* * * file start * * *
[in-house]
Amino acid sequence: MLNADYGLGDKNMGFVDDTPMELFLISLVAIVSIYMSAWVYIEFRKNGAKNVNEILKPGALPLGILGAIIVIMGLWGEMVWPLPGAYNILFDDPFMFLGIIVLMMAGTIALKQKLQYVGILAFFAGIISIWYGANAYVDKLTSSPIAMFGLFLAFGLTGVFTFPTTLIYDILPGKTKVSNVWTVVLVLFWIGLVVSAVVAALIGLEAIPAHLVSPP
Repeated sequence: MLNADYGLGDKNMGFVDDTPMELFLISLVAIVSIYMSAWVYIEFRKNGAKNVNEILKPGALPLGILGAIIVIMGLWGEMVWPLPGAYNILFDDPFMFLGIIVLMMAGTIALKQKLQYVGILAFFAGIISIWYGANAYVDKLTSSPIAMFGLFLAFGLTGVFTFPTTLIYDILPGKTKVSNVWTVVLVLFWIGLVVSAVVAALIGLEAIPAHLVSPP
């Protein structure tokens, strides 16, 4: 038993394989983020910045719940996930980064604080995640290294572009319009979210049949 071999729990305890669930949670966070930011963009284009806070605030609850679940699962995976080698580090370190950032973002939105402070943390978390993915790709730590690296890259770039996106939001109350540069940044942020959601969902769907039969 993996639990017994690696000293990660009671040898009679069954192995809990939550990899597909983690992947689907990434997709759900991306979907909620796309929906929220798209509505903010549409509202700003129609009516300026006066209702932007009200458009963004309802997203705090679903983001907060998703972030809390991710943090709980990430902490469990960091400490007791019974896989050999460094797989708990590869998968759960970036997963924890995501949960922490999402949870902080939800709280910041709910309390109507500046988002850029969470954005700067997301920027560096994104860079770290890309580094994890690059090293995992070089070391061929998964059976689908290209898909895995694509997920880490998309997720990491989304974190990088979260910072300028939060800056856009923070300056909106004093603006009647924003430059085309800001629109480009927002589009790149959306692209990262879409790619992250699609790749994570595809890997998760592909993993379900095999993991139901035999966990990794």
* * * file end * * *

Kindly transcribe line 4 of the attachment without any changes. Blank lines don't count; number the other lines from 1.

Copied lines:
């Protein structure tokens, strides 16, 4: 038993394989983020910045719940996930980064604080995640290294572009319009979210049949 071999729990305890669930949670966070930011963009284009806070605030609850679940699962995976080698580090370190950032973002939105402070943390978390993915790709730590690296890259770039996106939001109350540069940044942020959601969902769907039969 993996639990017994690696000293990660009671040898009679069954192995809990939550990899597909983690992947689907990434997709759900991306979907909620796309929906929220798209509505903010549409509202700003129609009516300026006066209702932007009200458009963004309802997203705090679903983001907060998703972030809390991710943090709980990430902490469990960091400490007791019974896989050999460094797989708990590869998968759960970036997963924890995501949960922490999402949870902080939800709280910041709910309390109507500046988002850029969470954005700067997301920027560096994104860079770290890309580094994890690059090293995992070089070391061929998964059976689908290209898909895995694509997920880490998309997720990491989304974190990088979260910072300028939060800056856009923070300056909106004093603006009647924003430059085309800001629109480009927002589009790149959306692209990262879409790619992250699609790749994570595809890997998760592909993993379900095999993991139901035999966990990794």